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Don’t Put Your Vote On Autopilot – Otabil


Pastor Mensah Otabil Don’t Put Your Vote On Autopilot – Otabil

Pastor Mensa Otabil, General Overseer of the International Central Gospel Church (ICGC), has said the best way of knowing which candidate to vote for in the forthcoming general elections is to look for those who have been preaching the same campaign message repeatedly and constantly throughout.

“This is so because out of the abundance of the heart the mouth speaks,” he explained.

Dr Otabil, who was delivering a sermon entitled “Your Vote” at Christ Temple, the headquarters of his church at Abossey Okai in Accra yesterday, said the question Ghanaians should pose to themselves before voting should be, “Does this person deserve my sovereignty?”

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“Since 1992 when we started this democratic dispensation, I have always voted for different parties and different candidates. It is an insult to put your vote on autopilot,” he said, receiving a thunderous applause from the thousands who had gathered at his feet during the first of the usual two services on Sundays.

He explained that since supporting a political party was a more serious issue than supporting a football team, people should consider all the life-affecting implications of surrendering their sovereignty in the form of voting before doing so.

According to him, supporting a football team was just a matter of entertainment, but lending support to a political party could determine the food one would eat.

“I am a supporter of the Great Accra Hearts of Oak. Until the bones are rotten, we never say die…I am a supporter because my father was a supporter…However, when it comes to politics, it is not entertainment because my vote for someone can affect my life,” said the man who was sent to the cleaners by the National Democratic Congress (NDC) last week for calling some of the party’s errant members to order.

The NDC had allegedly pieced together various lines from different sermons of the respected cleric to form a continuum of a campaign message giving the impression that he supported the party’s position and had intentionally recorded that campaign message for it.

The scriptural bases for yesterday’s sermon were Proverbs 1:10-15 and Acts 1:21-26. He briefly dwelt on Proverbs 1:14 reading, “Cast in your lot among us,” which is about armed robbers recruiting others to join them through an election.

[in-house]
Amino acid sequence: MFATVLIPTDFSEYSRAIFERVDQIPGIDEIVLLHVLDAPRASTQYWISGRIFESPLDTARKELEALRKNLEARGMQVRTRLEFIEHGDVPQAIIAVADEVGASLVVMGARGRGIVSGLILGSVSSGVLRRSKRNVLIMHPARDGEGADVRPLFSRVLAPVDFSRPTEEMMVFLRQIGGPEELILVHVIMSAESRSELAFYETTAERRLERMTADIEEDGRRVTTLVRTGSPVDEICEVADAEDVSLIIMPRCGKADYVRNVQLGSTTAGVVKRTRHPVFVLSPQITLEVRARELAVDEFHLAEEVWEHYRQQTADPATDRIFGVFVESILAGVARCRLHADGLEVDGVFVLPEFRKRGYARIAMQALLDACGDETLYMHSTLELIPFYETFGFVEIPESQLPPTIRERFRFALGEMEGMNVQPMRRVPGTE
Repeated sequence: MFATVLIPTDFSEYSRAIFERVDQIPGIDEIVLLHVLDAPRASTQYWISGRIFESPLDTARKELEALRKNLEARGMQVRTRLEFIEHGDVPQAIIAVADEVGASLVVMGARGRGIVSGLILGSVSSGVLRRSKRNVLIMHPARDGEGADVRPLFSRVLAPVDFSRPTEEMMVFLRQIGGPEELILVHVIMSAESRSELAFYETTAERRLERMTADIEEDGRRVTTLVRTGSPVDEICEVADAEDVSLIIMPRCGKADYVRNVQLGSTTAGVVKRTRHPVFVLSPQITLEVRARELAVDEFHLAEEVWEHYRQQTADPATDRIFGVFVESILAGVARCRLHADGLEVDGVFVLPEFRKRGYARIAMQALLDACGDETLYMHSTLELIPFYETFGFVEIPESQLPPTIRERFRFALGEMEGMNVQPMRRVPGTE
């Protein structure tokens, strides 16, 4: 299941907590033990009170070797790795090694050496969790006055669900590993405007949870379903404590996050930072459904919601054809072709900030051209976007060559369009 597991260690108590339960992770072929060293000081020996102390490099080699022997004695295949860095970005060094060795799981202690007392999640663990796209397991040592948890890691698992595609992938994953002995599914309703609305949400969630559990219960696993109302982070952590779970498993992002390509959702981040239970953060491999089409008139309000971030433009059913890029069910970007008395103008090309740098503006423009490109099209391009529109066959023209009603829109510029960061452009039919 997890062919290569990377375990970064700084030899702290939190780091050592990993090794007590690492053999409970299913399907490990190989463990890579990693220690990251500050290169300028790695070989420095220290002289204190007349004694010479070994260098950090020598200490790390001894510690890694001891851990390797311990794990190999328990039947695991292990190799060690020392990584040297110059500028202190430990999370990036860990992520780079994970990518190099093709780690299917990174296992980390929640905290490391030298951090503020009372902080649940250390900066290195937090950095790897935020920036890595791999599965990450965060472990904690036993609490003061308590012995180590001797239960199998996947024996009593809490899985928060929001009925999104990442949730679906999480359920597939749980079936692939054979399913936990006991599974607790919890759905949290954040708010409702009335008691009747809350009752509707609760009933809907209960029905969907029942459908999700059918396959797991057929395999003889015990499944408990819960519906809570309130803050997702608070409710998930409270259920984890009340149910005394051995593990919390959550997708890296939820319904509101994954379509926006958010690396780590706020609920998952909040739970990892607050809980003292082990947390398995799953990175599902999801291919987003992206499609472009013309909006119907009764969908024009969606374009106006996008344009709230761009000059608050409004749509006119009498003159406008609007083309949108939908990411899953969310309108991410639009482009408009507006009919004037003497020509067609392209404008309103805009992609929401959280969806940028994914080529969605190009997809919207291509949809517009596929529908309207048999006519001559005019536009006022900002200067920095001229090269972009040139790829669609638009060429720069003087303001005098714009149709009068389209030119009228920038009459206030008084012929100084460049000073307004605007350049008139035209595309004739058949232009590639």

On Acts 1:21-26, he talked about the election of Matthias, a man who defeated Joseph Barsabas (Justus) in a keenly contested election to replace Judas Iscariot, who had committed suicide following his betrayal of Jesus.

Pastor Otabil said “Matthias won but we never heard of him again, so as a matter of fact, someone can win an election and do nothing…Paul wasn’t [elected] but he did so much.”

“It’s not about wearing jerseys, it’s not about symbols, go beyond party names, go beyond party adverts, go beyond slogans.

“Don’t exchange your votes for temporary benefits like T-shirts, chicken, small money, sheep, etc. You can actually vote for a party that can punish you but because you see it as Hearts of Oak [a team one supports], you will always be there,” said the 53-year-old pastor, whose voice cuts across religious barriers in Ghana.

He said since political parties always came with proposal to do things for the electorate, “if they don’t fulfill the proposal, punch them, don’t let anyone take your vote for granted because the winning proposal will shape the destiny of this country.”

According to him, “a nation becomes what its citizens vote for” and so if Ghanaians did not make intelligent choices, God would not come and rule Ghana for them.

He said the Biblical injunction “touch not my anointed and do my prophets no harm” was not applicable to leaders in democratic societies like Ghana since they held elective offices whose sovereignty resided in the electorate.

“The president is the choice of the people. He is not the elect of God. The people elect, and God recognizes it. When we bring this to God, he recognizes it; he may not even approve it. So the fact that God recognizes it doesn’t mean he approves it.

“So if they elect anything, God will recognize it. Many theologians believe the election of Mathias was wrong,” said Dr. Otabil, a man who has shepherded his ever-growing flock for the past 28 years.

Pastor Otabil, a member of the National Peace Council formed under the Kufuor administration, said any time his wife, Joy, asked him which party he was voting for during an election, his usual response was “I don’t know, make yours and I will make mine.” For him, voting “is not what your tribe or anyone else wants but what you want.”

He called on Ghanaians to “vote for your dreams and aspirations and never allow politicians to take you for granted. Don’t let them think they can sing you, dance you or T-shirt you for your vote. Vote for the best interest of the nation.

“Look at the future you want, think about your life and ask which of them will help you. Which idea best fits into your vision?

“Which of the proposals will help us get to a better place? Your vote should not be fixed at any election time. If every Ghanaian thinks that way, our politicians will stop distributing T-shirts and composing songs,” said Dr Otabil, a member of the Institute of Economic Affairs, an Accra-based think tank presidential debate committee.

When he was about leaving the pulpit and retiring to his office after the sermon, he paused briefly and said, “I think this one should be put on radio,” as if to say “and not what the NDC has on radio as me campaigning for them.”

By Sylvanus Nana Kumi

Source: Daily Guide/Ghana



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